Sorry bro, but I think you may be delusional. If you want to make orthopedic surgery money, you'll have to go to medical school and train in orthopedic surgery. 600-800k for a newly minted orthopedic surgeon is ludicrously high, btw.
So how much are you expecting to make?
 
OP
K
Sep 18, 2013
107
3
Status
Pre-Medical
The reason i think 600-800k is possible because we know that PADPM makes around 350-400k, so making 600k is not a miracle.
 
Last edited:
OP
K
Sep 18, 2013
107
3
Status
Pre-Medical
I think pre-pods and P1s fail to appreciate how poorly the profession is publicized. The schools (admissions office) may convince you that podiatry is just as commonplace as any other medical specialty, but in reality it is not. A lot of the public and even other medical specialties are confused with our training. This is partly because there are so many currently practicing podiatrists who either have no surgery training, 1year, 2year, or 3 years of residency training. Orthos recognize other orthos because their training is relatively uniform and similar. An ortho really has no idea what you (podiatrist) do or don't know in the OR unless they directly work with other podiatrists. Touting a 3 year surgical residency, with a 1 year fellowship on top of that, to another ortho, who doesn't work with pods, will not really impress them. Sorry.

I've been told doing a surgical residency where you work with a F/A ortho and obtaining a quality LOR from them will go a lot further for you.
SO in the next 5-10 years, podiatry will be recognized by medical specialty since we now have a mandatory 3 year residency which is considered organized and uniform, correct?
 

TheWeeIceMan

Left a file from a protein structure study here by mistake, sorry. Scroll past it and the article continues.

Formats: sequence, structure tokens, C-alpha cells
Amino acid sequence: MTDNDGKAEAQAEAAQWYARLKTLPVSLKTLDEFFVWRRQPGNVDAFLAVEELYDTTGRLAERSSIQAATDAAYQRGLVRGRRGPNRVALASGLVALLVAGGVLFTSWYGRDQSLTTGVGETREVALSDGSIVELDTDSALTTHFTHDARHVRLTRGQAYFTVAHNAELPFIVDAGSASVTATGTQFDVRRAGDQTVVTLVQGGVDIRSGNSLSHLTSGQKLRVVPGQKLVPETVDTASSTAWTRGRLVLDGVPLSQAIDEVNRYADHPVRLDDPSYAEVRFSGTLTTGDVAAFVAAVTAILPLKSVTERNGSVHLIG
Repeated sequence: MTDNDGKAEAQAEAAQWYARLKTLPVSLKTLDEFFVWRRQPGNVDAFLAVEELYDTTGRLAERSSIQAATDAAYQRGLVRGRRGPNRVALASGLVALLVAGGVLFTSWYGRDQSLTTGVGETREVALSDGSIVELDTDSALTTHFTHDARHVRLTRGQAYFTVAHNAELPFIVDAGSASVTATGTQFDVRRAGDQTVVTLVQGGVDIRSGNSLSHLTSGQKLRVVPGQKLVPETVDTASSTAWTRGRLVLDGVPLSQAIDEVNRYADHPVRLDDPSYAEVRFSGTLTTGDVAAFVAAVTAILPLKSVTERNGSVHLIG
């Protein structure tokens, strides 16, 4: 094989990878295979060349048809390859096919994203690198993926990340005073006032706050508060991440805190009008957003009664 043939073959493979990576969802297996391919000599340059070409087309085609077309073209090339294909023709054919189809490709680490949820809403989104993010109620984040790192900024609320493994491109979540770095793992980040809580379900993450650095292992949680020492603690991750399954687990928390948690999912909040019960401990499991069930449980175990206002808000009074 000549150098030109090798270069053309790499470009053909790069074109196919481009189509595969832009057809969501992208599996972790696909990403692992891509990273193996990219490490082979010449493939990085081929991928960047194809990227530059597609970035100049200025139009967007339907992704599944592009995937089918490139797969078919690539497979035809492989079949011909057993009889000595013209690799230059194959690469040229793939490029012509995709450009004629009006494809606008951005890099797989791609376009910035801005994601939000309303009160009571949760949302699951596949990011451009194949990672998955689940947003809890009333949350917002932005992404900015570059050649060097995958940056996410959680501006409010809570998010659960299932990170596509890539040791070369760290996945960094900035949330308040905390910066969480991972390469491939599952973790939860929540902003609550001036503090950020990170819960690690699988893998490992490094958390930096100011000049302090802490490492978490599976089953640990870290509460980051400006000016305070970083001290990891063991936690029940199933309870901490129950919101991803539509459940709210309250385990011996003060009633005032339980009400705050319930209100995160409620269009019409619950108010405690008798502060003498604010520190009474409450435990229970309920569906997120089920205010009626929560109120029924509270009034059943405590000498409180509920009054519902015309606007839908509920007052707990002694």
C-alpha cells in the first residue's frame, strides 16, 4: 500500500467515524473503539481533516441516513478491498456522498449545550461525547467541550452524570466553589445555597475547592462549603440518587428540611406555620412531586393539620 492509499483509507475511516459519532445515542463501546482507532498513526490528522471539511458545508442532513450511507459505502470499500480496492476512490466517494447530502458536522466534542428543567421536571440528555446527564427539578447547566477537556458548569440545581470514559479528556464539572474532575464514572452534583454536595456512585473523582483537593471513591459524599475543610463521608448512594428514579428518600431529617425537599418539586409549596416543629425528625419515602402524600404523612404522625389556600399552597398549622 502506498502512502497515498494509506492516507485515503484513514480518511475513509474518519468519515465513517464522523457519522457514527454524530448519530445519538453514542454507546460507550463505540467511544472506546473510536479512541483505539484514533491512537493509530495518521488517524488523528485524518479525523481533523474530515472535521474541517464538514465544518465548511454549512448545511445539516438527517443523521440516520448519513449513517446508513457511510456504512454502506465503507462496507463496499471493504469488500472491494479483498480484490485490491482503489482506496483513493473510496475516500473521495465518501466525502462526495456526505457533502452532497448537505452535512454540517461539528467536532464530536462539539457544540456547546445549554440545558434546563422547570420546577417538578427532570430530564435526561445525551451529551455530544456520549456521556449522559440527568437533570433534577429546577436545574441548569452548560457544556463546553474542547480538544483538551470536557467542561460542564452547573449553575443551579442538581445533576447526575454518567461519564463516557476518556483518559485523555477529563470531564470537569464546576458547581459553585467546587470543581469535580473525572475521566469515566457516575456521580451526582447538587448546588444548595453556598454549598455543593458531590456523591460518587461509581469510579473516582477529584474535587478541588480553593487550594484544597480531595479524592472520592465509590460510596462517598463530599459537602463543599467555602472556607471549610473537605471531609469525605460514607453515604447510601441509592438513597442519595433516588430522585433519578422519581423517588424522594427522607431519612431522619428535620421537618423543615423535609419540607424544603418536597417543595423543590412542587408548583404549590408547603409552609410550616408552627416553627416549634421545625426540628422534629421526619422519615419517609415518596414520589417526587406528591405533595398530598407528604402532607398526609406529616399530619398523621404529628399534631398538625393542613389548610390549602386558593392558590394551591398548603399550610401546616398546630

And like that... *poof*... he's gone.
10+ Year Member
7+ Year Member
Apr 8, 2009
3,500
2,372
Podiatry is considered medicine too. As a podiatrist, you are considered a medical student. Besides, what would you like to specialize in?
Yes, I wasn't clear, which is why I immediately made the edit to say allo. Either way, you get my point. You seem to have a huge chip on your shoulder about being just as good as an orthopedic surgeon and thinking you deserve the same salary. Personally, I think you need to adjust your expectations drastically.
 

Gigantron

Robot
5+ Year Member
Sep 4, 2009
1,100
83
Philadelphia, PA
Status
Podiatry Student
I think pre-pods and P1s fail to appreciate how poorly the profession is publicized. The schools (admissions office) may convince you that podiatry is just as commonplace as any other medical specialty, but in reality it is not. A lot of the public and even other medical specialties are confused with our training. This is partly because there are so many currently practicing podiatrists who either have no surgery training, 1year, 2year, or 3 years of residency training. Orthos recognize other orthos because their training is relatively uniform and similar. An ortho really has no idea what you (podiatrist) do or don't know in the OR unless they directly work with other podiatrists. Touting a 3 year surgical residency, with a 1 year fellowship on top of that, to another ortho, who doesn't work with pods, will not really impress them. Sorry.

I've been told doing a surgical residency where you work with a F/A ortho and obtaining a quality LOR from them will go a lot further for you.
You say that the field is poorly publicized. Well, shouldn't that mean the newer generation of podiatrists should change that, then?